The book, Abusing Religion: Literary Persecution, Sex Scandals, and American Religions is such a delightful read, and I am grateful for the chance to share my thoughts on it. The author, Megan Goodwin, discerns what is at stake when the public gaze descends on minority religions such as Islam and Mormonism and puts them in the spotlight to be delegitimated. She calls this practice “contraceptive nationalism,” and uses the term to describe the various ways racialized and gendered supremacist Christian nativism gets its ebullience by compromising the credibility and security of these minority religious practices. Goodwin considers several written texts that have supplied the public with titillating details of the dynamics of sexual relations within these minority religions. These widely-read books have reinforced the idea of an “other” that threatens the American body politic—often allegorized as white womanhood/childhood that could be inseminated—and which should be preemptively aborted.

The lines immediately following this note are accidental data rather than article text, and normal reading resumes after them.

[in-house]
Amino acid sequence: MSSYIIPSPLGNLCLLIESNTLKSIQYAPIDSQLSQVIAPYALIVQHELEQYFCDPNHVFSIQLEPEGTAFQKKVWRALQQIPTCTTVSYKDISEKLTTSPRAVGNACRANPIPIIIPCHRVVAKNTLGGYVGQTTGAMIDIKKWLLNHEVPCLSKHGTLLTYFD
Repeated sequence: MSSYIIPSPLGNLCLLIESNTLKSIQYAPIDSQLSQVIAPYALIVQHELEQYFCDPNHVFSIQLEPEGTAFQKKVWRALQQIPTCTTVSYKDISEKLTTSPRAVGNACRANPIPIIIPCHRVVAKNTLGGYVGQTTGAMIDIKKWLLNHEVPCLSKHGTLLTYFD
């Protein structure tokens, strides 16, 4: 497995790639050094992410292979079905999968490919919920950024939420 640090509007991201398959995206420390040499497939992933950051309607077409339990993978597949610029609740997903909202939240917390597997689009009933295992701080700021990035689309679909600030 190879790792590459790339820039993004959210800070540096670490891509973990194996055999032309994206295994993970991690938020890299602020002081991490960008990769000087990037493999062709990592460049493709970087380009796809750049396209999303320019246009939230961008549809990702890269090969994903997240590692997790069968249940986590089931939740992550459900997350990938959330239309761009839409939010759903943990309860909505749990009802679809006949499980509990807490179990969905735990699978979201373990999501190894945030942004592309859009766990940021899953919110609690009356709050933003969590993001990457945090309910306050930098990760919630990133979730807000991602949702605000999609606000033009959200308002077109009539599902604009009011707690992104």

The texts Goodwin highlights include Michelle Remembers by Michell Pazder and Lawrence Smith, Not Without My Daughter by Betty Mahmoody, and Under the Banner of Heaven: A Story of Violent Faith by Jon Krakauer. By supposedly providing the lurid details of sexual violation in somewhat closed religious communities, the writers of these books not only satiated the scopophilic instincts of the reading public but also provided the means by which they could be demonized. Through Goodwin’s analysis, one sees that these popular accounts have not only functioned as voyeuristic devices, they have also allowed the state to play the protagonist in the drama that attended the public reception of the books. Intervention by the state purports to resolve the issues after they have generated sufficient moral panic, but ultimately established the legitimate grounds to interrogate other people’s faith practices. This benevolence, Goodwin shows, ultimately serves to burnish America’s reputation and might even legitimize violence against the same people it claims to save.